Screenshot of a video posted by migrants of their protest on Facebook on Sunday, 12 August / Photo: InfoMigrants
Libya: ‘Help us get out of this hell!’ – Migrants hold rare protest
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A group of migrants recently held a ground-breaking protest in Libya. The protesters, most of whom were Ethiopian or Eritrean, forced open the doors of a detention centre, where they were being held, and marched towards the capital, Tripoli, which is about 20 kilometres away.
They demanded help from the United Nations as well as human rights organisations. Since they first arrived in Libya in 2015, these migrants have been kidnapped, tortured, and trapped in detention centres. Now, they want to leave Libya as soon as possible.
The group posted photos and videos of the protest on Facebook on Sunday, 12 August, in the hopes that they would be shared widely.
Twenty-two-year-old Aman (not his real name), who is from Ethiopia, was one of the protesters. He talked to FRANCE 24 about the protests:
“For the past three months, we’ve been trapped in a detention centre in the village of Qasr Ben Ghashir [located about 25 kilometres to the south of Tripoli].
Employees from the local United Nations High Commissioner for Refugees (UNHCR) office came to visit us when we first arrived in the detention centre, back in May. They wrote down our names and they said that they would evacuate us from Libya soon. But we haven’t heard anything from them since.
We forced open the doors of the detention centre and marched towards Tripoli. The security forces dispersed our group by firing warning shots. Then, we started negotiating with them. They promised that they would help us leave the country.
Kidnapped and tortured after their arrival in 2015
Our group was made up of around 120 people and included quite a few women and children. We all arrived in Libya in 2015, in the hopes of reaching Europe by crossing the Mediterranean.
However, we were all kidnapped by criminal groups and locked up in a hangar in the town of Beni Oualid. The kidnappers would sell us to traffickers. These men would film themselves torturing us with electricity and send the videos to our friends and family to extort money from them. They would ask for anything from $1,000 to $6,000. The worst was that, even after they received the ransom, the kidnappers refused to release us.
We were freed by the Libyan security forces last May. Then, we were transferred to the detention centre in Qasr Ben Ghashir. However, even if this is an official detention centre, we don’t trust the Libyans anymore. Anyone here can kidnap you, torture you or even kill you. We just want to leave this hell as quickly as possible. We don’t care where we go next. That is why we are begging the UNHCR to accelerate the procedure for evacuating us.”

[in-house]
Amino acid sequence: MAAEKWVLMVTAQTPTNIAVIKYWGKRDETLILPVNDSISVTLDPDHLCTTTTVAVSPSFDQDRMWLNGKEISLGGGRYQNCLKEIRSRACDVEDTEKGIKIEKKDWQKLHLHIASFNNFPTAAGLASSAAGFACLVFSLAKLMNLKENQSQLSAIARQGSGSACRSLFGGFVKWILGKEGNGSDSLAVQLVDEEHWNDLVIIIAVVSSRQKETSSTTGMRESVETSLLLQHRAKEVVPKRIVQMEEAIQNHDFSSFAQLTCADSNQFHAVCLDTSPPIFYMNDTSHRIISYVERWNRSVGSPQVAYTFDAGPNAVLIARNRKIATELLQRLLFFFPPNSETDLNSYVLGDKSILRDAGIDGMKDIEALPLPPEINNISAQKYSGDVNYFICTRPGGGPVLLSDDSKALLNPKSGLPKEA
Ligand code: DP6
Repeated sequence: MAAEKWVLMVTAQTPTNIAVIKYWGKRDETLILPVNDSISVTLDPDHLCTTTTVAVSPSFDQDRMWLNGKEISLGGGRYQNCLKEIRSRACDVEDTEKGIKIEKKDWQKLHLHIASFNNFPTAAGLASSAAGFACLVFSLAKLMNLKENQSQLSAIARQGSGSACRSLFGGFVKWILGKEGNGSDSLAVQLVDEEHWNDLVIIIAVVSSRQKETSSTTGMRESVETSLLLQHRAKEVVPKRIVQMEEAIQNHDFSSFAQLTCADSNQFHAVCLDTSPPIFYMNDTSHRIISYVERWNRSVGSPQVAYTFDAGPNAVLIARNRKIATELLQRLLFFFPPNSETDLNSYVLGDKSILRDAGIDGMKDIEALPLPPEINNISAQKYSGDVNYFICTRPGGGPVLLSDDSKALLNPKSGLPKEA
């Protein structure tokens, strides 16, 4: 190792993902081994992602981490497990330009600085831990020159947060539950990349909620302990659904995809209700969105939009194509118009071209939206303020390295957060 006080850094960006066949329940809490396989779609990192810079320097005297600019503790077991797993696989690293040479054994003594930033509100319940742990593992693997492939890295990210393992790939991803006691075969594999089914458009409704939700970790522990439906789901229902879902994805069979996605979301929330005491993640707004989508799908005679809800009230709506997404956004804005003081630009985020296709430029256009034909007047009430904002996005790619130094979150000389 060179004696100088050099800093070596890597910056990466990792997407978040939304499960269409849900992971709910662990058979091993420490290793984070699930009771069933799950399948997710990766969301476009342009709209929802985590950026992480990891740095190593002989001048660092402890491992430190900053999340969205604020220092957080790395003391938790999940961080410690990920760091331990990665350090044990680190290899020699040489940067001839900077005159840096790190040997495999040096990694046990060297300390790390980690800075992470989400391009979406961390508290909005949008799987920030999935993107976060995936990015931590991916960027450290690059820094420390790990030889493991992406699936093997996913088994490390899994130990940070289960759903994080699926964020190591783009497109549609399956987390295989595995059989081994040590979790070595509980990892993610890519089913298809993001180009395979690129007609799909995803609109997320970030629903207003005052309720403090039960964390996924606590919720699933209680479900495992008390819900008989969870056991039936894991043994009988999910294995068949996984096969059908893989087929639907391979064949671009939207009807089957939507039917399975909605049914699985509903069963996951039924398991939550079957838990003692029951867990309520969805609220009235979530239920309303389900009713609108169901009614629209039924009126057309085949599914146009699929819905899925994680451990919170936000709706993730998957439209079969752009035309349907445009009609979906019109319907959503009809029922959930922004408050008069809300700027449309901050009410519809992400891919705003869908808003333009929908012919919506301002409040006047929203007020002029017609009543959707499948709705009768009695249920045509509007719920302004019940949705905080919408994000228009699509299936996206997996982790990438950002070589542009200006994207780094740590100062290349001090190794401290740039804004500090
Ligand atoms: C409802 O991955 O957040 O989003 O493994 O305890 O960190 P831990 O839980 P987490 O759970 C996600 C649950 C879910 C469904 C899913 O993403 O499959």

This photo was taken by the migrants while they were being held captive by kidnappers in Bani Oualid. They were frequently tortured during their captivity / Photo: InfoMigrants
The group of migrants were transferred on August 16 to yet another detention centre, located near the ministry of the interior in Tripoli.
Many Eritreans flee their country to escape its totalitarian regime, and are eligible for refugee status under the UNHCR. This protects them from being returned to their country of origin.
A spokesperson for the UNHCR, Paula Barrachina Esteban, said that the agency was working on the case of these migrants.
“For the time being, the solutions are limited”
We are in the process of looking for solutions for these people and for all of the other refugees currently trapped in Libya.
These people are resettled in a third country as soon as possible, but, for the time being, the solutions are limited and depend on each individual case.
We have launched an appeal for countries willing to welcome refugees.
For the time being, 12 countries have offered a total of 3,886 places to refugees who are currently in Libya or Niger. But we need more spots. In 2018, the UNHCR in Libya registered close to 55,000 asylum claims.
The other solution is to evacuate people to Niger. As part of our emergency transit system, asylum seekers can go to a camp run by the UNHCR in the capital, Niamey. From there, the asylum claims are examined on a case by case basis.
This camp is just a temporary solution, while we wait to find a country that will accept them for resettlement. The problem is that, as of right now, the camp is almost entirely full. We are waiting for spaces to open up.”
Since the operation to evacuate people from Libya was launched in late 2017, a total of 1,536 people have been brought to Niger. Currently, there are only 335 available spots in Niamey.
According to a report published by the UNHCR in June 2018, the number of refugees throughout the world waiting to be resettled in another country will reach 1.4 million in 2019. It’s likely the vast majority of them will have to keep on waiting. In 2017, only 75,000 people were resettled.
© Observers – Djamel Belayachi/ FRANCE24